The U.K.’s exit from the European Union is throwing trade agreements up in the air. How the new situation will look in the end is still a mystery for major companies in the healthcare industry, which could get stung by dramatic changes.
According to a recent Bloomberg interview with a regulatory affairs expert at Merck & Co., an array of issues facing the drug industry have yet to be resolved. For example, it’s still unclear how duties and tariffs will change, if medicines manufactured in the U.K. will have to be retested before shipping to the EU, or how U.K. product licenses to EU companies will be affected.
Making matters worse, a chief EU negotiator reported last week that talks with the U.K. were in “a state of deadlock.”
Some companies in the U.K. have begun the process of moving to Ireland so that they can keep their EU status. Reuters reports that many medical devices companies and drug makers are also looking for ways to protect their supply chains in Britain in case the country breaks from the EU without a deal.
Britain is slated to exit the EU in March 2019. If no deal is reached, trade agreements would revert to rules established by the World Trade Organization. But, the WTO’s pharmaceuticals inventory hasn’t been updated since 2010, and it’s still not clear how newer drugs will be regulated.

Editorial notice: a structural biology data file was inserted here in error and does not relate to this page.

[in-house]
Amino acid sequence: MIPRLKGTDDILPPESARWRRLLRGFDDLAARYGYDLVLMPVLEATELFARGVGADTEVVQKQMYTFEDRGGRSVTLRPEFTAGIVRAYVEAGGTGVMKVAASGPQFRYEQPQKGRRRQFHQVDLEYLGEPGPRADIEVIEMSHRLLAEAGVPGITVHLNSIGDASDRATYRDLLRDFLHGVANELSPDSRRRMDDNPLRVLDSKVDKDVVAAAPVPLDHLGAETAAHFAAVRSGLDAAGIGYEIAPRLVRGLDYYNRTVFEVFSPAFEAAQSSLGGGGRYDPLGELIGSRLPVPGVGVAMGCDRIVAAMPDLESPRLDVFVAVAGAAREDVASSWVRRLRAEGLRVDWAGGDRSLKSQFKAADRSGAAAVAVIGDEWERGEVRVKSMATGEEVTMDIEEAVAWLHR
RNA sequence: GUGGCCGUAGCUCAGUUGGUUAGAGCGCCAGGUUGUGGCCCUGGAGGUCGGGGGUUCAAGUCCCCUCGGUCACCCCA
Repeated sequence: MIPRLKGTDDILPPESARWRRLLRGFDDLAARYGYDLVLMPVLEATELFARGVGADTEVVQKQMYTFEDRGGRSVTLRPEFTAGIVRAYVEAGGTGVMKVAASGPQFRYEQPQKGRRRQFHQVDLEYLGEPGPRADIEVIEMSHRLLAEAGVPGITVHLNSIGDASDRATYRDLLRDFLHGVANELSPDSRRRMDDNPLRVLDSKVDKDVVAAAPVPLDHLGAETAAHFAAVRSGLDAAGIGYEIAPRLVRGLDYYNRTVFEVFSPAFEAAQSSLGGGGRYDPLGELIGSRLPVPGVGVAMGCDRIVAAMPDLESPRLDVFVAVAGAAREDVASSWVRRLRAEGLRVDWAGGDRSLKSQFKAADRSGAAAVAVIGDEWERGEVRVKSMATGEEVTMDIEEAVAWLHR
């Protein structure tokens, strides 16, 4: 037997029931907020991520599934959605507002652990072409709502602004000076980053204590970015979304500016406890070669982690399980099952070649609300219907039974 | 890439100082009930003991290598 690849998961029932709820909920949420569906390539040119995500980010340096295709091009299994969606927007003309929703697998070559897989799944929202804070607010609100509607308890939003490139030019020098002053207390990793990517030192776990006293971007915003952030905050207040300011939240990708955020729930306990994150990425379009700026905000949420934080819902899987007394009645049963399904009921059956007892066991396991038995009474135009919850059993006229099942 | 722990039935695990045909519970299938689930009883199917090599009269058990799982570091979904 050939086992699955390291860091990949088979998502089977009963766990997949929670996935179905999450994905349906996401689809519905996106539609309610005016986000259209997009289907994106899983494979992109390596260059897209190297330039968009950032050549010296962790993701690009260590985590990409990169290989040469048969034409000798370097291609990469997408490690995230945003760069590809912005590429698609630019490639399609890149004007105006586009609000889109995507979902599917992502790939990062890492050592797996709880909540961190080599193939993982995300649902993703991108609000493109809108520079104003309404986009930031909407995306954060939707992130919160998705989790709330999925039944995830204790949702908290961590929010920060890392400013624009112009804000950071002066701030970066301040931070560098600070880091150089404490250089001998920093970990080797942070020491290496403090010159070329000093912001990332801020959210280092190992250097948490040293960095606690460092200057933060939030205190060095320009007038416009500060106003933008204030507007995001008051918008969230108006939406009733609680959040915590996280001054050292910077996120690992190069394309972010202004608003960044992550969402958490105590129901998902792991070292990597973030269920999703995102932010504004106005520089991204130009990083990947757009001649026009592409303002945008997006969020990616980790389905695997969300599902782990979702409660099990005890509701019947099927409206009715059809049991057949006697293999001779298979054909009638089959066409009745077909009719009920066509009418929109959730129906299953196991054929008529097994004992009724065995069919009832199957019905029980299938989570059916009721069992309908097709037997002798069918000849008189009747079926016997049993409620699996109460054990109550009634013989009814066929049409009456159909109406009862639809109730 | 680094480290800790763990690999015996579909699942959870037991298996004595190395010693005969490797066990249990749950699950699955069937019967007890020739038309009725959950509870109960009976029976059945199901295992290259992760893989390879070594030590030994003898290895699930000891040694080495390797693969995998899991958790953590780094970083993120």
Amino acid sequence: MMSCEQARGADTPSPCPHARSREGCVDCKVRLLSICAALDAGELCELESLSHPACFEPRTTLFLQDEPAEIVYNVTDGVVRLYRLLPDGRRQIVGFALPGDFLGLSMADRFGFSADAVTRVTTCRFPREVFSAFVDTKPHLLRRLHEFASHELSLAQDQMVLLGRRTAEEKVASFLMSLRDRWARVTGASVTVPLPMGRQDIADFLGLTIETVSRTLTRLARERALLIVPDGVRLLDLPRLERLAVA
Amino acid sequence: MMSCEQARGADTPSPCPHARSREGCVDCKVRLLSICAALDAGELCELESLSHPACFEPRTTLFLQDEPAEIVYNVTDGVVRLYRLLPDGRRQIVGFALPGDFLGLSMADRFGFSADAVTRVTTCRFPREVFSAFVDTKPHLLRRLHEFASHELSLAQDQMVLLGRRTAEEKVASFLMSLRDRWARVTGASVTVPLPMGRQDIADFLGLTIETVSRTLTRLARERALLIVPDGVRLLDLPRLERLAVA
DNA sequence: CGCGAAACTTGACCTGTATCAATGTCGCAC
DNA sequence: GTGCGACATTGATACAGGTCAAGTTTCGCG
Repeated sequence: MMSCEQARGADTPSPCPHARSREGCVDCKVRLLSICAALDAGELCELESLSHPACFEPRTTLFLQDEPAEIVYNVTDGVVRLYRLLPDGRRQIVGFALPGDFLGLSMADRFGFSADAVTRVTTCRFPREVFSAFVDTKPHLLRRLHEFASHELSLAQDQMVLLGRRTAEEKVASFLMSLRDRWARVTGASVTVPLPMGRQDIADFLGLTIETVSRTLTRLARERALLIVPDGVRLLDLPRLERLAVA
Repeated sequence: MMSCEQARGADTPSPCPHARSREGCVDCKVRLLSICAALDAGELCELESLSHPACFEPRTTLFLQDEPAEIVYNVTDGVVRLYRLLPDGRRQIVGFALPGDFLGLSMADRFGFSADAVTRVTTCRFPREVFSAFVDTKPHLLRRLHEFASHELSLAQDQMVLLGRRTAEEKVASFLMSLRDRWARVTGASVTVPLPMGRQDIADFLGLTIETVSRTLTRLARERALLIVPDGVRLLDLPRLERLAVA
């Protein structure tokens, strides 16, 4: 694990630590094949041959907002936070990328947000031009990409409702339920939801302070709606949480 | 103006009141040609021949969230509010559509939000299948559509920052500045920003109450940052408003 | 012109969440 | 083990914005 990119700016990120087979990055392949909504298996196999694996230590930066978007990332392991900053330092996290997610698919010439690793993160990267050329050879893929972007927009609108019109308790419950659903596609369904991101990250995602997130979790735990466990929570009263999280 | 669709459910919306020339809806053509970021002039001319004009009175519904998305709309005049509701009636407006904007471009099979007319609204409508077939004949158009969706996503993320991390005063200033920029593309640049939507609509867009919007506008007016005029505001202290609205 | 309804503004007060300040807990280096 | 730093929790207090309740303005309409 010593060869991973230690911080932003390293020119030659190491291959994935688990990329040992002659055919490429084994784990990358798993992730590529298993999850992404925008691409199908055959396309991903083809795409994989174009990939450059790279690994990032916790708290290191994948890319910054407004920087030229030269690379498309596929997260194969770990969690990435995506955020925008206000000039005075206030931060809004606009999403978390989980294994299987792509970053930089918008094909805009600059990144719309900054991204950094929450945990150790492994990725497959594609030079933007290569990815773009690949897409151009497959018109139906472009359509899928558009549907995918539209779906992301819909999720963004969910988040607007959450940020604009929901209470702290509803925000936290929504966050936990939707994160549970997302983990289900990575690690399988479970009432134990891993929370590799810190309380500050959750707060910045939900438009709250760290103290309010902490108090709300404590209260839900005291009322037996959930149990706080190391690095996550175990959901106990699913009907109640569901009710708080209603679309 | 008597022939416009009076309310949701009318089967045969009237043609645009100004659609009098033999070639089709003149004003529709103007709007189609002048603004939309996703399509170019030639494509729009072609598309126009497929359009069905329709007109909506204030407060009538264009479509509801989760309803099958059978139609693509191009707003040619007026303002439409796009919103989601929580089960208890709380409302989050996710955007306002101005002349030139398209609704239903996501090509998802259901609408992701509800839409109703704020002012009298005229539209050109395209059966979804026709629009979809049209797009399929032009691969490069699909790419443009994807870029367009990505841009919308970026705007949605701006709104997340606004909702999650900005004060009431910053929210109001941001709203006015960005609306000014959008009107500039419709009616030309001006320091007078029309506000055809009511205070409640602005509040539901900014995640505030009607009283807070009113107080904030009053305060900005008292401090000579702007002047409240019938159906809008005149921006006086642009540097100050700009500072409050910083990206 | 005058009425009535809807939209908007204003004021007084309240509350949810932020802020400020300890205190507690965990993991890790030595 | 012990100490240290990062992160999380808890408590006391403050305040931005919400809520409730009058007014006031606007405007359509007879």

Even though the transition is years away, a representative from the Association of the British Pharmaceutical Industry told Reuters that top decision-makers are “running out of time” to sort out the issues. This is especially true in healthcare industries because it already takes years for companies to develop and test new products.
It’s also unclear what kind of regulatory agency the U.K. will erect to replace the EU’s top drug agency, which is currently based in London and arranging to move out of the country after Brexit is done. The European Medicines Agency commented last month that having so many regulators move out of London before they are replaced could trigger a “public health crisis.”
Filed Under: Industry regulations